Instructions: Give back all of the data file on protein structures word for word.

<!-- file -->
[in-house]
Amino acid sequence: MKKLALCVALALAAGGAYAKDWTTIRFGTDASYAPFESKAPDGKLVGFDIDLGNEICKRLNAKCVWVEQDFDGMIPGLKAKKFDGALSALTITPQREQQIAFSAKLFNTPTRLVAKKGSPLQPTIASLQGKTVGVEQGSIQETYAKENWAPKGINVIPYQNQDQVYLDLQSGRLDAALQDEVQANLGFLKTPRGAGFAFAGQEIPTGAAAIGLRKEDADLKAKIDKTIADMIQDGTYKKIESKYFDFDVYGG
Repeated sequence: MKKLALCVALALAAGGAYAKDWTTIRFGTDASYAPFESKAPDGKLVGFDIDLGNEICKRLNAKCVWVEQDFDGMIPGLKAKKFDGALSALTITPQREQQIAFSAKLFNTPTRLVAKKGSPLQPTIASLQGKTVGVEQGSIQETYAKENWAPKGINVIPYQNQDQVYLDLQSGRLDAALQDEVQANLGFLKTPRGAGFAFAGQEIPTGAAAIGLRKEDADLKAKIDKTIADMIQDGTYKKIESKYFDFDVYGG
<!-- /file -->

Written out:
[in-house]
Amino acid sequence: MKKLALCVALALAAGGAYAKDWTTIRFGTDASYAPFESKAPDGKLVGFDIDLGNEICKRLNAKCVWVEQDFDGMIPGLKAKKFDGALSALTITPQREQQIAFSAKLFNTPTRLVAKKGSPLQPTIASLQGKTVGVEQGSIQETYAKENWAPKGINVIPYQNQDQVYLDLQSGRLDAALQDEVQANLGFLKTPRGAGFAFAGQEIPTGAAAIGLRKEDADLKAKIDKTIADMIQDGTYKKIESKYFDFDVYGG
Repeated sequence: MKKLALCVALALAAGGAYAKDWTTIRFGTDASYAPFESKAPDGKLVGFDIDLGNEICKRLNAKCVWVEQDFDGMIPGLKAKKFDGALSALTITPQREQQIAFSAKLFNTPTRLVAKKGSPLQPTIASLQGKTVGVEQGSIQETYAKENWAPKGINVIPYQNQDQVYLDLQSGRLDAALQDEVQANLGFLKTPRGAGFAFAGQEIPTGAAAIGLRKEDADLKAKIDKTIADMIQDGTYKKIESKYFDFDVYGG